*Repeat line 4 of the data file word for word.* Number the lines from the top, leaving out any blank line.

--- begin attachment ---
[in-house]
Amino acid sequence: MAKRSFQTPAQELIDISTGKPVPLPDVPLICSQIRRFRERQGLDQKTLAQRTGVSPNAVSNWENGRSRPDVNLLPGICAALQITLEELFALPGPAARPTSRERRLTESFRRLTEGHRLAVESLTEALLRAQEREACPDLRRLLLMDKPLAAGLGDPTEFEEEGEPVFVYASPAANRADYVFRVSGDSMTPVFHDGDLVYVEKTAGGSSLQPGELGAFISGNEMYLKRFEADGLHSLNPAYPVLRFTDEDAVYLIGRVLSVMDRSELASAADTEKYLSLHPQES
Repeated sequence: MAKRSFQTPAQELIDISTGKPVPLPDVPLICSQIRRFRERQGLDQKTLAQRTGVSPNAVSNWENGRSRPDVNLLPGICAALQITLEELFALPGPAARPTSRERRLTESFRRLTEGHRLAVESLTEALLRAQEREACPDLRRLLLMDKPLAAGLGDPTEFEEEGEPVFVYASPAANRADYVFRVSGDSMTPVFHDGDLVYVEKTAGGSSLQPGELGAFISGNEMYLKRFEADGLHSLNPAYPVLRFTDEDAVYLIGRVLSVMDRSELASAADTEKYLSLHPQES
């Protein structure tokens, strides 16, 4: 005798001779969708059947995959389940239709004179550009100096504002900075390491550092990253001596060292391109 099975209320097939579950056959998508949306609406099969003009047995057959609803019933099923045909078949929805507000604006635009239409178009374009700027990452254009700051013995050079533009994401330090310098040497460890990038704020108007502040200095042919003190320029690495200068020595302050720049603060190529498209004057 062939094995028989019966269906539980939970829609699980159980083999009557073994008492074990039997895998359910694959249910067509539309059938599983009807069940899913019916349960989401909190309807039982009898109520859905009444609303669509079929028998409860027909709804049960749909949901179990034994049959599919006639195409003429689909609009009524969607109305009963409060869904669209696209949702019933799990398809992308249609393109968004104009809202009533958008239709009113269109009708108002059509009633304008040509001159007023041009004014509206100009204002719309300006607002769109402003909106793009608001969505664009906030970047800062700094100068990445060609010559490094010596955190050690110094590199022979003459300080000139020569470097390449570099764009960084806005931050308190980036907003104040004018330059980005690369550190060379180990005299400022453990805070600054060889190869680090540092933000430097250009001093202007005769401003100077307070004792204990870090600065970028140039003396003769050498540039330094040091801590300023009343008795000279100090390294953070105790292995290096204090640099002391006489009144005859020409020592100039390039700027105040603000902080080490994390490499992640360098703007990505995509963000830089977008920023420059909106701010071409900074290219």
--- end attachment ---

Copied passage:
């Protein structure tokens, strides 16, 4: 005798001779969708059947995959389940239709004179550009100096504002900075390491550092990253001596060292391109 099975209320097939579950056959998508949306609406099969003009047995057959609803019933099923045909078949929805507000604006635009239409178009374009700027990452254009700051013995050079533009994401330090310098040497460890990038704020108007502040200095042919003190320029690495200068020595302050720049603060190529498209004057 062939094995028989019966269906539980939970829609699980159980083999009557073994008492074990039997895998359910694959249910067509539309059938599983009807069940899913019916349960989401909190309807039982009898109520859905009444609303669509079929028998409860027909709804049960749909949901179990034994049959599919006639195409003429689909609009009524969607109305009963409060869904669209696209949702019933799990398809992308249609393109968004104009809202009533958008239709009113269109009708108002059509009633304008040509001159007023041009004014509206100009204002719309300006607002769109402003909106793009608001969505664009906030970047800062700094100068990445060609010559490094010596955190050690110094590199022979003459300080000139020569470097390449570099764009960084806005931050308190980036907003104040004018330059980005690369550190060379180990005299400022453990805070600054060889190869680090540092933000430097250009001093202007005769401003100077307070004792204990870090600065970028140039003396003769050498540039330094040091801590300023009343008795000279100090390294953070105790292995290096204090640099002391006489009144005859020409020592100039390039700027105040603000902080080490994390490499992640360098703007990505995509963000830089977008920023420059909106701010071409900074290219």